I would really like to know what other mothers over age 35 have to say about what I am dealing with at my new job. I work in a very small office. My boss, a woman, had gestational diabetes during her last pregnancy, which, like my current pregnancy, was much later in life than her prior pregnancies, and over the age of 35. She recently gave me a good "talking to" about how I should be worried about all manner of things, including a lengthy and heated explanation about her gestational diabetes experience. Four of seven of my co-workers have now made comments about how much I am eating, one freaked out at me today in a meeting when I said I wanted to bring strawberry shortcake to our Friday-communal-lunch, and said, "YOU'RE NOT EVEN SUPPOSED TO EAT SUGAR!!" Why do my fellow office workers feel they can make medical diagnosis??? I am seriously being harassed by people who are alternately bringing me their maternity clothes, and being very nice. I have no health insurance yet because I have been fighting with the state for state coverage for nearly two months now (since shortly after I found out I was pregnant), and have yet to be approved. I don't make enough for private health insurance, nor to pay out of pocket for prenatal care, so they are giving me heck about that, too, and I have no doctor to tell me that they are wrong. HELP!!!! I found the statistic about gestational diabetes occurring in only 4% of pregnancies on this site, but I can't find statistics for it specifically for moms-to-be over the age of 35. Anyone got any sources I can quote? All their nosiness and worry about my business is stressing me out, which is bad for the baby. I'm new at the job, and this nonsense is coming from my manager on down. ???
Is there a low/no cost women's clinic you could seek care at? also states offer medicaid for pregnant women since prenatal care is so important (which is what I assume you are trying to access). They shouldn't be dragging their feet over this. You really do need to see a doc.
as for their nosiness, I'm afraid there is nothing you can do about it until you see a doc or midwife and can tell them that you do not have GD. Of course most tests for that are not given until around 20-24 weeks anyway. For reasons I don't understand, when a woman is pregnant suddenly people seem to think that what you eat, drink, do or don't do is their business. just say, thank you for your concern, but there is nothing wrong with the occasional treat. If they know you haven't seen a doc yet, I'm sure this is contributing to them trying to micromanage your behavior.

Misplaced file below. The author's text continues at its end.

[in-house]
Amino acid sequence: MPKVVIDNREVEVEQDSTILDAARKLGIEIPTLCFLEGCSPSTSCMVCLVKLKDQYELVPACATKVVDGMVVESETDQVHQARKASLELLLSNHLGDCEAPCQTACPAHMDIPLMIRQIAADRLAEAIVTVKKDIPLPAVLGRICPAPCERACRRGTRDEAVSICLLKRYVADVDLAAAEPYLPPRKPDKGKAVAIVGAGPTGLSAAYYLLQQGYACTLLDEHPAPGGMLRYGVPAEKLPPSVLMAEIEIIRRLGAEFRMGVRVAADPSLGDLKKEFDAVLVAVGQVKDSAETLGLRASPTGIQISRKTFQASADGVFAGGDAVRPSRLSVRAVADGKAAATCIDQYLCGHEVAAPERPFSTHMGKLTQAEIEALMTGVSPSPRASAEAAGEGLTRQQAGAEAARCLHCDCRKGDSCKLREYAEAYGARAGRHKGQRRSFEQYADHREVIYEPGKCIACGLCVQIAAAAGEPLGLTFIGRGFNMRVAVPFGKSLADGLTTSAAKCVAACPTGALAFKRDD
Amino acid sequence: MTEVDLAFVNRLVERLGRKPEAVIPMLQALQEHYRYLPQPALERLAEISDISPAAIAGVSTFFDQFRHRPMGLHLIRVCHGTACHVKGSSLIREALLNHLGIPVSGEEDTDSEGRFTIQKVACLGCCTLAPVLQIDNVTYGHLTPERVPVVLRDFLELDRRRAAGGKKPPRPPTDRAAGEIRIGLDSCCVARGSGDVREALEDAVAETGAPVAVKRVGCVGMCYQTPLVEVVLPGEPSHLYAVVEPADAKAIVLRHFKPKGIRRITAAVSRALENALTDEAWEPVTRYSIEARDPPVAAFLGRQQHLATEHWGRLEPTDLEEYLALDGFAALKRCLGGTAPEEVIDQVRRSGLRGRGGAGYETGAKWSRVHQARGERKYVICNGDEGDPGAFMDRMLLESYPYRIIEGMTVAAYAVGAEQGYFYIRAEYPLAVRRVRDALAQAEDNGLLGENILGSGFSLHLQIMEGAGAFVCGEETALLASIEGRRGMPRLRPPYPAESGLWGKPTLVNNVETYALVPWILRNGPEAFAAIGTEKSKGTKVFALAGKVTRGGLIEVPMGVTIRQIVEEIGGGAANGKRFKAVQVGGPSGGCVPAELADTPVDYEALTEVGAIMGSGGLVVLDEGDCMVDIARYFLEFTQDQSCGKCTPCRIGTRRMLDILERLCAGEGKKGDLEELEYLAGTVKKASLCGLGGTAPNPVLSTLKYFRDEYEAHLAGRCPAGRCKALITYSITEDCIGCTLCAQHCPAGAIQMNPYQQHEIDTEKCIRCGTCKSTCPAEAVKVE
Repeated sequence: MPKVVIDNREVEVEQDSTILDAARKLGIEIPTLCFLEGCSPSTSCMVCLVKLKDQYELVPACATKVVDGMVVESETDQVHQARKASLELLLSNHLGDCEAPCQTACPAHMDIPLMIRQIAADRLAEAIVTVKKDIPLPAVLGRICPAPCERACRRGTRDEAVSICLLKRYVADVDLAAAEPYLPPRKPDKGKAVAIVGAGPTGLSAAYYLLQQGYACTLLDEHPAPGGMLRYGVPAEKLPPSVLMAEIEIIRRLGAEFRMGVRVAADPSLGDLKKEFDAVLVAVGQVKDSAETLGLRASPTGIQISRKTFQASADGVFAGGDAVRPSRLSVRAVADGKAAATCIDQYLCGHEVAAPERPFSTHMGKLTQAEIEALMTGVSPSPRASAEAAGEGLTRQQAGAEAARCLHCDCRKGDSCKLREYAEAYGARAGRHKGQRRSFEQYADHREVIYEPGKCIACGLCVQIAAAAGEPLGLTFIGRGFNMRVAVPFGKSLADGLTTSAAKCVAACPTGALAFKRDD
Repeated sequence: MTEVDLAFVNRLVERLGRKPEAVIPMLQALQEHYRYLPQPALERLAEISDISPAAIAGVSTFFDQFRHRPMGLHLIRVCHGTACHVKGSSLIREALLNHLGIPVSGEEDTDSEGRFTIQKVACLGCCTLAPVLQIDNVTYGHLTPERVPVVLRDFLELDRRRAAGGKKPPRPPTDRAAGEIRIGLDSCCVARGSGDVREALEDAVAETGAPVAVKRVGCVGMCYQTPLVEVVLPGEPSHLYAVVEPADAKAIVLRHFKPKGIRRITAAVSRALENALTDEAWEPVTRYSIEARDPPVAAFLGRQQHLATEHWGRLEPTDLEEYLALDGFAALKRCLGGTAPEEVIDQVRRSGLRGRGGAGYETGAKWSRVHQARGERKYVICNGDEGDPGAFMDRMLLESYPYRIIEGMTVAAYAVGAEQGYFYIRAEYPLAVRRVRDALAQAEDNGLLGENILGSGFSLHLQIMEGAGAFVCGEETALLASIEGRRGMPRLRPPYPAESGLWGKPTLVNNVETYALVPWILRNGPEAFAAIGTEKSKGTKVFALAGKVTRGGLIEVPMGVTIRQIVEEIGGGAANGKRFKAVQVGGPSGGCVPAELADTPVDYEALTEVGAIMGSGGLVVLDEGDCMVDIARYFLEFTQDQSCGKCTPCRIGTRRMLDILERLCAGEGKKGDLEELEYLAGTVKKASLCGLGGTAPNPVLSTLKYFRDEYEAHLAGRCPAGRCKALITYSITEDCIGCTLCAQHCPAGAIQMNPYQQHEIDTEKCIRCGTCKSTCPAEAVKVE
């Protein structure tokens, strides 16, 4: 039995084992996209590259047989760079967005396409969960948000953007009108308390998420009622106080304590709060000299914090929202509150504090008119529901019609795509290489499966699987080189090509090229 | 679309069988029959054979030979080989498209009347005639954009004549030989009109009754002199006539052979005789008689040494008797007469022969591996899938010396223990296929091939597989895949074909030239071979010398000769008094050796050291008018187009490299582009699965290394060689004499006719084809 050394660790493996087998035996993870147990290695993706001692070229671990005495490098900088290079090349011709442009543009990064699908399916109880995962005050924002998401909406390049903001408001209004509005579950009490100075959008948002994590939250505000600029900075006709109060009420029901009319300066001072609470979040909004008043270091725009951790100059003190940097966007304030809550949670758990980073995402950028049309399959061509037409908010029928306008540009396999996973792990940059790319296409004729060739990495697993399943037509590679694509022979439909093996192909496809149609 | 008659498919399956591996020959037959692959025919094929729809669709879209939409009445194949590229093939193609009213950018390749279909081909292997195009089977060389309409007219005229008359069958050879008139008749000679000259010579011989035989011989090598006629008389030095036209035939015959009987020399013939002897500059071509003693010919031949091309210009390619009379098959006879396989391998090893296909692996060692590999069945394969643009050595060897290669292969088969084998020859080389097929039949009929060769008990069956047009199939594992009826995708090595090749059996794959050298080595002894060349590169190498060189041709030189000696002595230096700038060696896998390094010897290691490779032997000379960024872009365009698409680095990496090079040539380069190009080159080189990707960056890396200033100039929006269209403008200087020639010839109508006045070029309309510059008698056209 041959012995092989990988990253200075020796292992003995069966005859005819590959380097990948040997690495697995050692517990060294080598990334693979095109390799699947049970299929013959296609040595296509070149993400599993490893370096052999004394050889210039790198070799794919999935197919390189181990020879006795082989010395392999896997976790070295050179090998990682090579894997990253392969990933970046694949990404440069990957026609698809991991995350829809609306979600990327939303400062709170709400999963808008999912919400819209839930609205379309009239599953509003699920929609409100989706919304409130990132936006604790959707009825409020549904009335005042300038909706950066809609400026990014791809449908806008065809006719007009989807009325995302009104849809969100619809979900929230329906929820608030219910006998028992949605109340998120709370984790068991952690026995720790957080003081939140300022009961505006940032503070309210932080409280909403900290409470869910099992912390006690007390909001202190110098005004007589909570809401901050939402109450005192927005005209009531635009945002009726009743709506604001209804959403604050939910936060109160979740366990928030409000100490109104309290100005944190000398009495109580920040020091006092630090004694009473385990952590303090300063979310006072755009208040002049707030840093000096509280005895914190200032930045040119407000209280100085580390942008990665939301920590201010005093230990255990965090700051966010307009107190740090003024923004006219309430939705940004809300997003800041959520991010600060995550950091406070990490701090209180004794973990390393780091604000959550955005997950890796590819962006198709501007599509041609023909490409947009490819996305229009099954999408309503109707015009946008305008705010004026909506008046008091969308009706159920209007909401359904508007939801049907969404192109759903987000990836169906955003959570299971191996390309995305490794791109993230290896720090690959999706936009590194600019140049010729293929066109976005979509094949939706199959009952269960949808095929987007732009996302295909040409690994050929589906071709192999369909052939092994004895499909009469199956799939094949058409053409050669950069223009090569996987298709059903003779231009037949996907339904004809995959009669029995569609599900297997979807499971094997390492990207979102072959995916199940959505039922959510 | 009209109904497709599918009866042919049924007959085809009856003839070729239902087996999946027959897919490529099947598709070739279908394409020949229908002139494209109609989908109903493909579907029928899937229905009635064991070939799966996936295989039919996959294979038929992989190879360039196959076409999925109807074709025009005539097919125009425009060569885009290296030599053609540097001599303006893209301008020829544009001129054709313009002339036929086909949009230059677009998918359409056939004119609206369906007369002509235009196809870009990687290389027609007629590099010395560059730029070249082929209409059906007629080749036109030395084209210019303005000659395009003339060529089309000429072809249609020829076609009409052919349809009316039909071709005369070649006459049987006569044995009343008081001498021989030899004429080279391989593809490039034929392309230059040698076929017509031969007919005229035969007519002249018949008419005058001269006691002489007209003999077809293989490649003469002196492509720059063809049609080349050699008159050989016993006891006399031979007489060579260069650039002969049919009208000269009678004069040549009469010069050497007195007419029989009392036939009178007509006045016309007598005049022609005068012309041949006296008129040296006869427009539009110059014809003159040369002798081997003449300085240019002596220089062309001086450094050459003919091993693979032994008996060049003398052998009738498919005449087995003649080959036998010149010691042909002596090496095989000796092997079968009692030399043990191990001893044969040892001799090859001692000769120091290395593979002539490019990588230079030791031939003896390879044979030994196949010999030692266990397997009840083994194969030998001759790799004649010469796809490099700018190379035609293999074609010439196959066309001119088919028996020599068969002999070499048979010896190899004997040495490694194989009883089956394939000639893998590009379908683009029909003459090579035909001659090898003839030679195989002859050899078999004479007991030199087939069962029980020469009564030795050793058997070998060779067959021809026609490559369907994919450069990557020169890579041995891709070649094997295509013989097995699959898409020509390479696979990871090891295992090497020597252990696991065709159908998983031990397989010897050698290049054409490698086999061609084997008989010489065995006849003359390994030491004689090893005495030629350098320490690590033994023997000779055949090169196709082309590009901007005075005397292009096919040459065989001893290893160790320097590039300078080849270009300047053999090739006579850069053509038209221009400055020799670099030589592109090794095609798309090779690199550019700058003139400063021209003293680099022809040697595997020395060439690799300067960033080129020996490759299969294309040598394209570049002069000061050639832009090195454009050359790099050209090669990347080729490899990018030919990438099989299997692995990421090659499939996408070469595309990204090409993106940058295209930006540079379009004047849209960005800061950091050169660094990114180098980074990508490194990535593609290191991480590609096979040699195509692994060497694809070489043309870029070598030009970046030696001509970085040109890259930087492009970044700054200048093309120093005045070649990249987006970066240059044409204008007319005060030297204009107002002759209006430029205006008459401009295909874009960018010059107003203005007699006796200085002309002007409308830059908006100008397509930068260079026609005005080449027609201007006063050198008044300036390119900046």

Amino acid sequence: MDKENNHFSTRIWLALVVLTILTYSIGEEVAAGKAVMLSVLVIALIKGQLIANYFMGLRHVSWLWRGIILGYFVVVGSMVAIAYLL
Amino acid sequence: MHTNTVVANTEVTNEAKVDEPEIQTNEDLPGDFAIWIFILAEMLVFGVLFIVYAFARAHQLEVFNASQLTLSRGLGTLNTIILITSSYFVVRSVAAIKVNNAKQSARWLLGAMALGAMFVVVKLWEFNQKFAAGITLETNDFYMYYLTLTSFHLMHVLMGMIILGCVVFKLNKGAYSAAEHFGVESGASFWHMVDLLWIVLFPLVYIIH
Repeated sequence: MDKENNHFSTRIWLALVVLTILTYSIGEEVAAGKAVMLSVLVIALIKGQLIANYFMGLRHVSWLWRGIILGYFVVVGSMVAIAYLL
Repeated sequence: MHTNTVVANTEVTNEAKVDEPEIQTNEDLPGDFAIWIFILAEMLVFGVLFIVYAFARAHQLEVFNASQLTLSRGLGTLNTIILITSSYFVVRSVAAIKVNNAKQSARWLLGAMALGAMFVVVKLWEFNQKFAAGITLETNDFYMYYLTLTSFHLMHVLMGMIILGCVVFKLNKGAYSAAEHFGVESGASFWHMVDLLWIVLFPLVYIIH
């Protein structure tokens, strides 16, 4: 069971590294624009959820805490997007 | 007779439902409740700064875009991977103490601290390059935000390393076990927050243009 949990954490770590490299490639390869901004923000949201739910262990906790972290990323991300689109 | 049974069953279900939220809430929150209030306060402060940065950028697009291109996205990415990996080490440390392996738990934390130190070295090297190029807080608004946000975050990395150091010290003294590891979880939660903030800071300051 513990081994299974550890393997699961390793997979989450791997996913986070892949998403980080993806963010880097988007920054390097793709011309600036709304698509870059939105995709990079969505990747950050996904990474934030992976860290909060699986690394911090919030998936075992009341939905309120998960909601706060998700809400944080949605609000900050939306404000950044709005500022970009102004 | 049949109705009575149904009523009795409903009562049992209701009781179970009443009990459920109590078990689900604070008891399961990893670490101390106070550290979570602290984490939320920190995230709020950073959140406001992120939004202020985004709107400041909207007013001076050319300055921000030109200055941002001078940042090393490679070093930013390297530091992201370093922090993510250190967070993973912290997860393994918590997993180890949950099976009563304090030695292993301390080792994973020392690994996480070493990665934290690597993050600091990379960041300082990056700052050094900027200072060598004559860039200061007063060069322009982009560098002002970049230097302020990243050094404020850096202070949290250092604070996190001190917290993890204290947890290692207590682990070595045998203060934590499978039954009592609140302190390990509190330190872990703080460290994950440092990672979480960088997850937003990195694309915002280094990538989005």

Is there an HR department or someone senior to your manager you can approach.
If there is an HR department, go to them right away and let them know you feel uncomfortable with all the medical advice and judgments and talking about your medical issues/imagined diagnoses/etc at work. Ask them to handle it.
If there is no HR, what I'd do in your situation is address the problem directly, and without trying to argue with them or change their minds. Have a conversation with your boss about it -- let her know you appreciate her concern, but the office talk about you and your medical history and potential problems has got out of hand; that people's insistence on discussing your medical situation is very distracting, and ask for her help in solving this problem.
You can also just disengage whenever anyone talks to you about this. "Thanks for your concern, I'm fine and handling everything the way I need to" and then change the subject immediately. Don't argue back. If they return to the subject, say again "I appreciate your concern" and again change the subject. Eventually, they will get it. Just don't engage them!!
By law, states only have 30 days to either approve or deny your application for medicaid. I have, however, found that they seem to be able to drag this out by needing one small thing after another. The best solution I have found is to go into their office, since many of them no longer answer phones, and take every piece of info you can imagine. A good list includes: your birth certificate, social security card, drivers license, lease (if you lease your home), previous 30 days of pay stubs, and most recent bank statement. If you have other children, you need their birth certificates and ss cards also. It is a pain, but you can usually get to the bottom of the problem in one afternoon and save yourself a lot of worry.
Also, many OB/GYNs will accept you as a patient if you give them a photocopy of your medicaid application, and just wait to do any billing until you are approved.
On another subject, I am 41, and 30 weeks. My perinatologist said there is no reason why healthy women can't or shouldn't have babies until they are 50. I doubt many of us would opt for that, but it was comforting to hear an expert's opinion.
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